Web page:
Summary: This sermon explores Paul's personal appeal to Philemon to forgive his run-away slave, Onesimus
Philemon vv. 1-21 – The Business of Forgiveness
Paul, a prisoner for Christ Jesus, and Timothy our brother,
To Philemon our beloved fellow worker and Apphia our sister and Archippus our fellow soldier, and the church in your house
Grace to you and peace from God our Father and the Lord Jesus Christ.
I thank my God always when I remember you in my prayers, because I hear of your love and of the faith that you have toward the Lord Jesus and for all the saints, and I pray that the sharing of your faith
may become effective for the full knowledge of every good thing that is in us for the sake of Christ. For I have derived much joy and comfort from your love, my brother, because the hearts of the saints have been refreshed through you.
Accordingly, though I am bold enough in Christ to command you to do what is required, yet for love's sake I prefer to appeal to you—I, Paul, an old man and now a prisoner also for Christ Jesus— I appeal to you
for my child, Onesimus, whose father I became in my imprisonment. (Formerly he was useless to you, but now he is indeed useful to you and to me.) I am sending him back to you, sending my very heart.
I would have been glad to keep him with me, in order that he might serve me on your behalf during my imprisonment for the gospel, but I preferred to do nothing without your consent in order that your goodness might not be by compulsion but of your own accord. For this perhaps is why he was parted from you for a while, that you might have him back forever, no longer as a bondservant but more than a bondservant, as a beloved brother—especially to me, but how much more to you, both in the flesh and in the Lord.
So if you consider me your partner, receive him as you would receive me. If he has wronged you at all, or owes you anything, charge that to my account. I, Paul, write this with my own hand: I will repay it—to say nothing of your owing me even your own self.
Yes, brother, I want some benefit from you in the Lord. Refresh my heart in Christ.
Confident of your obedience, I write to you, knowing that you will do even more than I say.
The Business of Forgiveness. Let’s pray…
It’s easy to talk about forgiveness when you don’t have someone you need to forgive. Of all the things Christians are commanded to do, forgiving is probably the most difficult.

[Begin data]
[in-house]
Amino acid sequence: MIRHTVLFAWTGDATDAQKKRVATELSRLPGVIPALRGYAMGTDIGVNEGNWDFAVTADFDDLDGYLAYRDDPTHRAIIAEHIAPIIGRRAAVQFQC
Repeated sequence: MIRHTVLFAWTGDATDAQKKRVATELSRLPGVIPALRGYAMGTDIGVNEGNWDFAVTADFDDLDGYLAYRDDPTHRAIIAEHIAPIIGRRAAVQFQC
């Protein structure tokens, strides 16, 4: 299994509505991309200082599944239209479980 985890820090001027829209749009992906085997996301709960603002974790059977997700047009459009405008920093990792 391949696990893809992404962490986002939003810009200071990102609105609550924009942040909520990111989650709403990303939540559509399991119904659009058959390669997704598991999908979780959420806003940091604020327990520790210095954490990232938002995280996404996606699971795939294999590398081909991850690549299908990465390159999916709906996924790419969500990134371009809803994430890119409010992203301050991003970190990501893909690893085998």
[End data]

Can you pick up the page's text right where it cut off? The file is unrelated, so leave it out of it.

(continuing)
We all have wounds from our past that we replay over and over in our minds. Each time we relive them, the deeper our pain and resentment grows. And while we feel entirely justified holding on to those feelings, it is eating away at our spiritual lives like a malignant cancer.
According to the Bible, the effects of unforgiveness are catastrophic – hindering our prayers, stopping our growth, and impacting all our relationships. If there is ONE thing makes revival impossible – it is unforgiveness.
So I ask – do you have someone YOU need to forgive???
Paul was in prison at Rome. Though we don’t know MUCH about his accommodations, we can reasonably assume them unpleasant. The Romans were not known as champions of human rights. Remember, THEY were the ones who made it sport to feed Christians to lions. There were no advocates for prisoners… no appeals to the Geneva Convention for humane treatment. Dark, damp, and dirty… the apostle was left alone with his thoughts.
Maybe there was a barred window that looked up to the street – allowing Paul to view those who passed by. Maybe THAT’S how he met Onesimus.
Onesimus was one of MANY Roman slaves who would walk by Paul’s cell everyday. Evidently Paul got his attention and shared the Gospel with him.
A wonderful testament of the grace of God, don’t you think… that God would use the imprisonment of one of His servants to to set another man free from the bondage of sin?
Like most of us, Onesimus had brought baggage into his relationship with Christ. He had a past. He had stolen something valuable from his master, Philemon, and ran away… hoping for a NEW start in Rome. Two capital crimes in that day… crimes worthy of death.
BUT Philemon was a Christian. He TOO had come to know Christ through the ministry of Paul. So it seems God had orchestrated this whole meeting between Paul and a runaway slave, not only so the slave could be reconciled to the Lord, but so that he could be reconciled to his Christian master, Philemon.
As we read this letter, we are struck at once with the concern Paul has for these two Christian brothers and their need for restoration. Philemon had every right under Roman law to punish his slave. But Paul intervened, reminding Philemon of the impact he had had upon his life – the fact that Jesus had forgiven him and now expected him to forgive this runaway slave.